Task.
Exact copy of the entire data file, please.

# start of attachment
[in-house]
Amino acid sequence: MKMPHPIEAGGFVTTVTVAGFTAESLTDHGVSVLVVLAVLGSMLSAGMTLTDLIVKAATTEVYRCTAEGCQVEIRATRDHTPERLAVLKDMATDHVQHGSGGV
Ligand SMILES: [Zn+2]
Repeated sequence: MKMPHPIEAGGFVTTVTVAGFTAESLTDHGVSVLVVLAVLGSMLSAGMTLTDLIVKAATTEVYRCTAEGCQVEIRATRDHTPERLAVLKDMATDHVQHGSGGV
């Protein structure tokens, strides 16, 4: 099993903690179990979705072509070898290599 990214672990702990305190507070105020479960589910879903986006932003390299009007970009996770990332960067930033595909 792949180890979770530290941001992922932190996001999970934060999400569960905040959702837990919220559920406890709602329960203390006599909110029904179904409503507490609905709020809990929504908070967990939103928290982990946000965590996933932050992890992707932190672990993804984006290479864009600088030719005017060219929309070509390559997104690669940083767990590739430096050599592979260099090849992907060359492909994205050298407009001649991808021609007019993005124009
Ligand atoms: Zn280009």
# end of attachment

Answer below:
[in-house]
Amino acid sequence: MKMPHPIEAGGFVTTVTVAGFTAESLTDHGVSVLVVLAVLGSMLSAGMTLTDLIVKAATTEVYRCTAEGCQVEIRATRDHTPERLAVLKDMATDHVQHGSGGV
Ligand SMILES: [Zn+2]
Repeated sequence: MKMPHPIEAGGFVTTVTVAGFTAESLTDHGVSVLVVLAVLGSMLSAGMTLTDLIVKAATTEVYRCTAEGCQVEIRATRDHTPERLAVLKDMATDHVQHGSGGV
């Protein structure tokens, strides 16, 4: 099993903690179990979705072509070898290599 990214672990702990305190507070105020479960589910879903986006932003390299009007970009996770990332960067930033595909 792949180890979770530290941001992922932190996001999970934060999400569960905040959702837990919220559920406890709602329960203390006599909110029904179904409503507490609905709020809990929504908070967990939103928290982990946000965590996933932050992890992707932190672990993804984006290479864009600088030719005017060219929309070509390559997104690669940083767990590739430096050599592979260099090849992907060359492909994205050298407009001649991808021609007019993005124009
Ligand atoms: Zn280009």